Affinity Circles Deal Gives Access to More Recruiting Tools

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friends, family, and a few high net-worth individuals. “Most of these people had made money from the exit,” O’Brien says. Following the Affinity Circles acquisition, which closed on November 18, Mingle how holds four Web-based businesses that are more or less targeting the same group of customers—,, Affinity Circles, and

Affinity Circles, known previously as Affinity Engines, was founded in 2002 as a way for Stanford University graduates to stay in touch with their friends. It soon became a private and secure online social network. Today, more than 80 alumni and student groups, professional associations and sports teams are using Affinity’s platform, enabling their respective members to maintain their personal and professional ties. The company’s list of customers includes alumni groups affiliated with the University of Michigan and Harvey Mudd College, as well as the Oklahoma Bar Association and the Asia America Multi-Technology Association (a professional trade group).

“It enables us to quickly have access to another 4.4 million users,” O’Brien says, explaining that recruiters hired to fill high-paying professional job vacancies often search for prospective candidates by using old school ties and the alumni networks of well-known colleges and universities. says it already was reaching 6 million professionals—matching their skills and interests with its network of more than 400,000 recruiters looking to fill job vacancies throughout the United States. says its subscribers also can access tens of thousands of job opportunities from “top-tier companies” through its website. says its $40-per-month service offers subscribers assessment tests to help them better understand their skills and interests. The service also enables users to send their resumes to recruiters, search candidate listings, and create a “personal brand” optimized for search engine technologies to help recruiters find potential job candidates on also offers users a way to use Twitter and other social networking sites to connect with recruiters and hiring managers.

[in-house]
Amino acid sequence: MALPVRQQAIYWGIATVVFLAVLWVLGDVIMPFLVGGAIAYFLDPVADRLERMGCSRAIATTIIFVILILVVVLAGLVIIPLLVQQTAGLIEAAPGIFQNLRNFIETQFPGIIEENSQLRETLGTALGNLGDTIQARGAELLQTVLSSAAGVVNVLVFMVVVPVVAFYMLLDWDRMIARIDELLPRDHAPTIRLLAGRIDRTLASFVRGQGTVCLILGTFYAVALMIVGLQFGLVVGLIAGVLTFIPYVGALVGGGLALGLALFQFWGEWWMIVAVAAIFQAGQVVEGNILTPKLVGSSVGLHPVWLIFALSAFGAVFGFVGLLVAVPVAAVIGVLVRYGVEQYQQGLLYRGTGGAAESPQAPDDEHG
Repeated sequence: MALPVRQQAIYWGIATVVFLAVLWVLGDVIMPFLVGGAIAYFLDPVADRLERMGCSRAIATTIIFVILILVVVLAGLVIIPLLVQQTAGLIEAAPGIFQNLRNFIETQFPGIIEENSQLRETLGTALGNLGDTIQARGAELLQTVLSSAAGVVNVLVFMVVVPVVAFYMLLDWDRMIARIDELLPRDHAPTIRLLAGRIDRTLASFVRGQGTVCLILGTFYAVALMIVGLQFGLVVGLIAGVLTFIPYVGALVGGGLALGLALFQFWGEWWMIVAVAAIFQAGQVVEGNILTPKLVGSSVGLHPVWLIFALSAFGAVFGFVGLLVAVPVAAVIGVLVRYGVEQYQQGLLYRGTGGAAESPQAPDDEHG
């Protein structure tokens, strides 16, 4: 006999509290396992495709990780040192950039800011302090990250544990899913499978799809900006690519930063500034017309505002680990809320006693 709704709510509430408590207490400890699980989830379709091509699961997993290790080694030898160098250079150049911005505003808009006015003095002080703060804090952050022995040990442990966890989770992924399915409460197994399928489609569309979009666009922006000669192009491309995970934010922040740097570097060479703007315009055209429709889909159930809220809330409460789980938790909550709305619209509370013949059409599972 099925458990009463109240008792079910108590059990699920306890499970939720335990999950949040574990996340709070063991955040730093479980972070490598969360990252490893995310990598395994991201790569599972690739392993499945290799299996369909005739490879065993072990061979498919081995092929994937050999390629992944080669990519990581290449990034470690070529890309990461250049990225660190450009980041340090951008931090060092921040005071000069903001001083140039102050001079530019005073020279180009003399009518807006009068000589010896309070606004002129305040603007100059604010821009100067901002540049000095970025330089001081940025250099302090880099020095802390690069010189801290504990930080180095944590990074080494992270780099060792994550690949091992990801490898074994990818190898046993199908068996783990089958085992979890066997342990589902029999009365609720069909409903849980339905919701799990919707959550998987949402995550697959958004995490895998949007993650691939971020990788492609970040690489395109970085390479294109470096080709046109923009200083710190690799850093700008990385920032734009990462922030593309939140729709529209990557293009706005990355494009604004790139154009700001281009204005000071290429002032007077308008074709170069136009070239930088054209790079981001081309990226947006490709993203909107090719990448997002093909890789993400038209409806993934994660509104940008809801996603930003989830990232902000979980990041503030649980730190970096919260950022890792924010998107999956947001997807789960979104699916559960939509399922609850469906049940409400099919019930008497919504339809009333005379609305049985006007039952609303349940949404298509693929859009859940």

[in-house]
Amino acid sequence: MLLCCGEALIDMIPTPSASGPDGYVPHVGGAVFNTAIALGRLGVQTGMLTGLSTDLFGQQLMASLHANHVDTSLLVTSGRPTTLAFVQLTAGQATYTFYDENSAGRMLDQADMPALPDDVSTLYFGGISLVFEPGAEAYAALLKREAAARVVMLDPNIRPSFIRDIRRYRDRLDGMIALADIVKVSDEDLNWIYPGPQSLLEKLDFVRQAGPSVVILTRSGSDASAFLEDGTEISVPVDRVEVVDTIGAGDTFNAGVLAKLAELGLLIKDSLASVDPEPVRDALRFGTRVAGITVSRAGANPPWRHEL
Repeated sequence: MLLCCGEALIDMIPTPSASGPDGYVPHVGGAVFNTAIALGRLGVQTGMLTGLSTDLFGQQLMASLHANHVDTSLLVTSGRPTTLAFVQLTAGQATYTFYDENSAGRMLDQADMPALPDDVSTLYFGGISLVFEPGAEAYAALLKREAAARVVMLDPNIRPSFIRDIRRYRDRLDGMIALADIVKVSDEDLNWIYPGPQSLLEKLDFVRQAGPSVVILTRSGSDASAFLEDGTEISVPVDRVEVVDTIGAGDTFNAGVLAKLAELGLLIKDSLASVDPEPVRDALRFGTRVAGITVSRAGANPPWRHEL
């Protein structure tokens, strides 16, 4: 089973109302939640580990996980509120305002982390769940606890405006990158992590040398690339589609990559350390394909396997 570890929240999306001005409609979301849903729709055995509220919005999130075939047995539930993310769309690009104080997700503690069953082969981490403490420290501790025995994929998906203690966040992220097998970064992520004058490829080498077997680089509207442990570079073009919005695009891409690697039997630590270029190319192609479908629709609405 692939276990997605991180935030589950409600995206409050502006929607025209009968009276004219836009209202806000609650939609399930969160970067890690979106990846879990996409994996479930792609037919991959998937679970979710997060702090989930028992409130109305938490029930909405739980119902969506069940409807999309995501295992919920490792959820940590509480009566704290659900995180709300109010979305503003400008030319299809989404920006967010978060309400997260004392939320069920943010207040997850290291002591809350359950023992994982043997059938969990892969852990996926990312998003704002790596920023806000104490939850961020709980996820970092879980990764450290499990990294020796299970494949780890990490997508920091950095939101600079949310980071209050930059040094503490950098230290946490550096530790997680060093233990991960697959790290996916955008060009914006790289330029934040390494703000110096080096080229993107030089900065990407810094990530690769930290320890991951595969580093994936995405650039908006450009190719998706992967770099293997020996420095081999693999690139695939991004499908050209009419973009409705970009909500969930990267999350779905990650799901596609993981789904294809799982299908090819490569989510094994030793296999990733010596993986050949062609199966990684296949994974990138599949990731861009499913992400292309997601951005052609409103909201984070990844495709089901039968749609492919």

The Affinity Circles deal could offer a way to quickly expand its use of other social media networks, such as LinkedIn and Facebook—a practice that once seemed nearly taboo. Today, O’Brien says 40 percent of the clicks on Affinity Circles are related to job searches, and a spokeswoman for Mingle says has seen posts from recruiters on social networks more than triple this year.

In the meantime, faces competition from a variety of rivals, including Monster Worldwide of Maynard, MA, and, an online job search service based in New York. The San Diego startup will have to climb pretty fast to keep up.

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Bruce V. Bigelow was the editor of Xconomy San Diego from 2008 to 2018. Read more about his life and work here. Follow @bvbigelow

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